For and against: Hong Kong juries on trial

PUBLISHED : Tuesday, 27 October, 2009, 12:00am
UPDATED : Tuesday, 27 October, 2009, 12:00am

A row broke out last month between the city's top barristers and the judiciary over the preface of a widely used law book that compared the city's criminal conviction rates to those of North Korea.

Clive Grossman, general editor of Archbold Hong Kong 2010, said he was concerned about high conviction rates which were 'probably approaching that of North Korea'.

Citing rates of 94.8 per cent in the Court of First Instance and 92.6 per cent in the District Court last year, he wrote: 'An arrested person is, statistically, almost certain to face imprisonment.'

In his preface's conclusion, he added: 'The high rate of convictions ... is founded on the comforting assumption that prosecution witnesses, including the police, ICAC (Independent Commission Against Corruption) and especially accomplices and other immunised witnesses, whatever imperfections may be apparent in the evidence, always tell the truth!'

Grossman's comments have put the way criminal cases are tried in Hong Kong under the spotlight.

Juries are required to sit for criminal cases, but Grossman's concerns hint at the power judges have in deciding what evidence juries hear and how judges interpret the law for them.

The Jury Ordinance was among the earliest ordinances passed in Hong Kong and countless jurors have been summoned and served in courts. The system works under the principle that a person should be tried by fellow members of his/her own community. The aim is to ensure laws are relevant to the community.

As stated in the official jury guideline, it is jurors' responsibility, both to the person on trial and to the community, to ensure justice is done. In a criminal trial, jurors decide, based on the facts, whether the defendant is guilty or not guilty.

The judge interprets the law and decides what evidence the jury can hear. Even though this has been in practice for more than 800 years and is the cornerstone of many legal systems around the globe, it is still far from flawless.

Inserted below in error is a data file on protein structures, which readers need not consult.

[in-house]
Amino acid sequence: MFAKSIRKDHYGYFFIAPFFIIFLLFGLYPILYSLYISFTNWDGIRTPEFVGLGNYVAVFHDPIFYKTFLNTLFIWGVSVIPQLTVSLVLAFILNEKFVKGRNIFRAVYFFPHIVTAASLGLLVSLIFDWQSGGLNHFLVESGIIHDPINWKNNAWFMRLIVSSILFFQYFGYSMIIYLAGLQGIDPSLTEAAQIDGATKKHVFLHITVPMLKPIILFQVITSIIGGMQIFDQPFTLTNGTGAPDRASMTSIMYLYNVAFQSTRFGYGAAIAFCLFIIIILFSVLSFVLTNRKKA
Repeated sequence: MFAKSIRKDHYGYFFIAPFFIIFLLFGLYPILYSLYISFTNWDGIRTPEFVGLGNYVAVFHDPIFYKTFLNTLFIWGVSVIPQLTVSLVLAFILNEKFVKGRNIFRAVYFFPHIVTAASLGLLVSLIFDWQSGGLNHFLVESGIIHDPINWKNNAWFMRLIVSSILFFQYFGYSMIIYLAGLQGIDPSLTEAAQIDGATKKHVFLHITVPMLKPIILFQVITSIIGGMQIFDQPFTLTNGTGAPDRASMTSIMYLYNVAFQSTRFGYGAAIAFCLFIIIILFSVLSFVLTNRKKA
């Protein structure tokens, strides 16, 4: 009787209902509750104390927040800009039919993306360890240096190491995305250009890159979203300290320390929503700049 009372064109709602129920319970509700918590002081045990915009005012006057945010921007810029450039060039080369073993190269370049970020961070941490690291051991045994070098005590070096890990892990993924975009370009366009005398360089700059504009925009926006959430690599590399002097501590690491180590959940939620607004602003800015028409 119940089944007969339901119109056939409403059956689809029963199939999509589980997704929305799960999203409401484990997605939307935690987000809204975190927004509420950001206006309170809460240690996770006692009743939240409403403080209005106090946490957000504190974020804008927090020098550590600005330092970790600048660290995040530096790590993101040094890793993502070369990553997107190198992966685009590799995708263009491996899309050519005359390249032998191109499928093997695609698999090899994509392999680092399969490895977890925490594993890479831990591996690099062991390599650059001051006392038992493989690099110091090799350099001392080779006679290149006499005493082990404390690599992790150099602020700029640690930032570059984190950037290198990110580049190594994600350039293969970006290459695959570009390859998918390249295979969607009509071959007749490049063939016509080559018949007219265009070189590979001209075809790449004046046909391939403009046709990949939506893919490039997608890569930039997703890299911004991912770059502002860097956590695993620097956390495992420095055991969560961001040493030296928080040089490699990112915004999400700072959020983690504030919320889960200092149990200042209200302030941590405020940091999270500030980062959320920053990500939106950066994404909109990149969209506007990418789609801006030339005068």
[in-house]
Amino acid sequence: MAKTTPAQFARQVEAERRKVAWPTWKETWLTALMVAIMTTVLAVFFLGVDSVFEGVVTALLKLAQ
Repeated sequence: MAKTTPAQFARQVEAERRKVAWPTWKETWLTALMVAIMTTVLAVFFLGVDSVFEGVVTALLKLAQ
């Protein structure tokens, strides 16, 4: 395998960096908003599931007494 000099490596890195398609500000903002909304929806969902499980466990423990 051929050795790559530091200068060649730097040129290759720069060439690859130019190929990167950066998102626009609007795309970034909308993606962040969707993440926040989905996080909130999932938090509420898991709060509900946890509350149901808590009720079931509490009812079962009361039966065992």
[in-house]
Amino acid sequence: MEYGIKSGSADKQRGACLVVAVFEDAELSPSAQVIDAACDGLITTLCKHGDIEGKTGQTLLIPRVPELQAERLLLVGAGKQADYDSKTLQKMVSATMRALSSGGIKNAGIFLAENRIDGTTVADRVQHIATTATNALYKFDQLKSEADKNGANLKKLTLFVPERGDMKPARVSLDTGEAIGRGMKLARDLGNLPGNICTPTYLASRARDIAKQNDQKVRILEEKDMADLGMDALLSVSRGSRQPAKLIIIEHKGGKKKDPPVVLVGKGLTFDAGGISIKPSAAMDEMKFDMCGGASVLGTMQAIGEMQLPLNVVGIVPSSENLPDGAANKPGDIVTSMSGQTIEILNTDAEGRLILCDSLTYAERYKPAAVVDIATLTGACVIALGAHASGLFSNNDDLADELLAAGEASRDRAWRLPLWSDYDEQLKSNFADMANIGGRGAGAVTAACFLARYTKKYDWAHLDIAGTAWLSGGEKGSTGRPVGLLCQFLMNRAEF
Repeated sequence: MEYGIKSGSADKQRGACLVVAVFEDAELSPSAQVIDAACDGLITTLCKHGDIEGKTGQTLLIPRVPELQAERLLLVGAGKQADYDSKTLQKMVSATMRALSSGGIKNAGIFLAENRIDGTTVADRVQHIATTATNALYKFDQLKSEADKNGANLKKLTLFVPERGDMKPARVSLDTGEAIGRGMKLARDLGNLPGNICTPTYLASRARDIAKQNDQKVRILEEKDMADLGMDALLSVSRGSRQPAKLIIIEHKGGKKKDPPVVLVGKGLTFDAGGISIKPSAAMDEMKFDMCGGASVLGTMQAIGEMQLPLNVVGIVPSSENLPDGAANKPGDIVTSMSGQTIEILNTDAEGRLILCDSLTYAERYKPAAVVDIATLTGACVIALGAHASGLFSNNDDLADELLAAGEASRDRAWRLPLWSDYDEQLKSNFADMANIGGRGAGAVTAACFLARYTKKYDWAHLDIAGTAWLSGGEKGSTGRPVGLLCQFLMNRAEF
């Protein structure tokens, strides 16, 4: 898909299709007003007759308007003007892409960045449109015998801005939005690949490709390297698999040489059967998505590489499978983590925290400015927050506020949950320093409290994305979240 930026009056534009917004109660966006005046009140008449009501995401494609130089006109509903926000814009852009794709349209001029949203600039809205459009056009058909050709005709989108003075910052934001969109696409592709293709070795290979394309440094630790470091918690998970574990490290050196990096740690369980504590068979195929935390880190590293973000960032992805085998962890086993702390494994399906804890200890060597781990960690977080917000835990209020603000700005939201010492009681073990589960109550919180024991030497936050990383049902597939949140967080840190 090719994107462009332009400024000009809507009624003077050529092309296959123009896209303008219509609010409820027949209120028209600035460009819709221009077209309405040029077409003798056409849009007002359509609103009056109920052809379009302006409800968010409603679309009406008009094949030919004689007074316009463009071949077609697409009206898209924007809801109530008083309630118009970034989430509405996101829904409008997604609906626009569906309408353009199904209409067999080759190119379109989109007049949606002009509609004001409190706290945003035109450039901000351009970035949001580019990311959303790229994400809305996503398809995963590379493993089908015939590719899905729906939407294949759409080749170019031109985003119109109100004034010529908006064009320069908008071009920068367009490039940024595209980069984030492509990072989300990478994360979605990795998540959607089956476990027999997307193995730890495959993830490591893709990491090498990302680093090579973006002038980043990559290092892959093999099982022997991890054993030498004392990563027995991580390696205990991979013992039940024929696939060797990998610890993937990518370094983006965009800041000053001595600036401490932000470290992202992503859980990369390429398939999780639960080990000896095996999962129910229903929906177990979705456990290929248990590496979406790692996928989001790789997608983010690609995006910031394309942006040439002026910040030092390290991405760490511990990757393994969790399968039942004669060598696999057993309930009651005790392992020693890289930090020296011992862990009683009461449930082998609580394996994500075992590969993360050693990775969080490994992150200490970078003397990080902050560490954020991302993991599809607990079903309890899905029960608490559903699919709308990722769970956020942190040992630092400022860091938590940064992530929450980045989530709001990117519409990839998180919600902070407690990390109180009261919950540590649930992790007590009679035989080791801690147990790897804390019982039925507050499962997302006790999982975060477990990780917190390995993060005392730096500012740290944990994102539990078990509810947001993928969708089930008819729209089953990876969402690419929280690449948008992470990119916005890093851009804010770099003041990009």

The Jury Ordinance states that any Hong Kong resident, aged 21-65, who is of a sound mind and a good character can be selected for jury service, as long as they possess sufficient knowledge of the language in which the trial is conducted and have no disabilities that prevent them from serving on a jury.

But a long list of professionals is exempted from duty, such as doctors, police, students and anyone whose work duties make them indispensable. Non-English-speaking Hongkongers are exempted from most trials because they are mostly conducted in English.

According to the Jury Ordinance, in Hong Kong, all civil and criminal trials and all inquiries into the unsoundness of mind of any person and the most serious criminal offences (such as murder, manslaughter, rape, armed robbery, certain drug offences and commercial fraud offences) are tried by a judge, with a jury of seven people, or, when a judge so orders, nine. For a death inquest, a jury of five is appointed.

Compared to other developed countries, such as Britain, the United States, Canada and Australia, where a jury is made up of 12 people, Hong Kong's jury system may seem less representative of society. Moreover, in the US, a jury has to be unanimous to convict a defendant, while only a majority is required in Hong Kong.

Another concern is the credibility of the verdict. When the jury has agreed on a verdict, they need not provide any reason for it and although, in some rare cases, the judge can overrule the decision and announce a mistrial, the jury's verdict usually cannot be questioned.

All jurors are assumed to have no prior legal training and sometimes, the presented evidence, like medical reports or financial documents, may be complicated and difficult for non-experts to understand.

Besides, they may find the lengthy and repetitive cross-examination and courtroom procedures too boring to stay attentive to the case.

Although there is a language requirement for jurors, some Hongkongers may not be accustomed to certain foreign accents and this can make it difficult for the jury to judge the case. Some people argue that the trials should be conducted in Chinese.

To achieve a fair trial and justice, the jury should not, at any time, discuss the trial or its deliberations with anyone except their fellow jurors.

They are frequently reminded by judges that they must reach their verdict based on admissible facts presented in the court, and avoid learning about the case from any sources other than the trial, such as the media or the internet.

Even more importantly, they should not attempt to conduct their own investigation by visiting the crime scene or studying the law and previous cases.

Yet, due to the prevalence of detective and legal TV dramas like CSI and Law and Order, many jurors may have some basic concept of the legal system. Although this so-called 'CSI effect' is still under study, and yet to be confirmed, it is believed it may give people unreasonable expectations about scientific evidence and a partial and incomprehensive outlook of the law.

What's more, it is now easy for anyone to look up the names, crime scenes and investigate evidence on their own. But with Google, Wikipedia and Twitter available on our cell phones, completely sequestering the jury from outside resources seems a mission impossible.

Additional reporting by Timothy Chui